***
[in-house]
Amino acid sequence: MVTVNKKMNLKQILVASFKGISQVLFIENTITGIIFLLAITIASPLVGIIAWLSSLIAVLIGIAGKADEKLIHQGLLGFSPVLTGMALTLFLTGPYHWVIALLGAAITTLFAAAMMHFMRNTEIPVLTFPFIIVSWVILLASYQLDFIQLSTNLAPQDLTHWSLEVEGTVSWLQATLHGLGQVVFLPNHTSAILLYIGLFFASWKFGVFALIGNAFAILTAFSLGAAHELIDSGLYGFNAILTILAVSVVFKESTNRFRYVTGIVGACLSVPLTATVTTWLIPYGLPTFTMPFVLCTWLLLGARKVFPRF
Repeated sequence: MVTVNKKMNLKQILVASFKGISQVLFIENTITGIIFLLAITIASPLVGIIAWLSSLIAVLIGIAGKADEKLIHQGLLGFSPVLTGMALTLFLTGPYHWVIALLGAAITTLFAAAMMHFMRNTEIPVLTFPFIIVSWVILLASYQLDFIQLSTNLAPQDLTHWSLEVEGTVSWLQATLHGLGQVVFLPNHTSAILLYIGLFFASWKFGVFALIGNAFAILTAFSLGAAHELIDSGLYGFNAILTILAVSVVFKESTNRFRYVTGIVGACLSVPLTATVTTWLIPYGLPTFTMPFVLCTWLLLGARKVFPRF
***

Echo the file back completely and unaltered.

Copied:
[in-house]
Amino acid sequence: MVTVNKKMNLKQILVASFKGISQVLFIENTITGIIFLLAITIASPLVGIIAWLSSLIAVLIGIAGKADEKLIHQGLLGFSPVLTGMALTLFLTGPYHWVIALLGAAITTLFAAAMMHFMRNTEIPVLTFPFIIVSWVILLASYQLDFIQLSTNLAPQDLTHWSLEVEGTVSWLQATLHGLGQVVFLPNHTSAILLYIGLFFASWKFGVFALIGNAFAILTAFSLGAAHELIDSGLYGFNAILTILAVSVVFKESTNRFRYVTGIVGACLSVPLTATVTTWLIPYGLPTFTMPFVLCTWLLLGARKVFPRF
Repeated sequence: MVTVNKKMNLKQILVASFKGISQVLFIENTITGIIFLLAITIASPLVGIIAWLSSLIAVLIGIAGKADEKLIHQGLLGFSPVLTGMALTLFLTGPYHWVIALLGAAITTLFAAAMMHFMRNTEIPVLTFPFIIVSWVILLASYQLDFIQLSTNLAPQDLTHWSLEVEGTVSWLQATLHGLGQVVFLPNHTSAILLYIGLFFASWKFGVFALIGNAFAILTAFSLGAAHELIDSGLYGFNAILTILAVSVVFKESTNRFRYVTGIVGACLSVPLTATVTTWLIPYGLPTFTMPFVLCTWLLLGARKVFPRF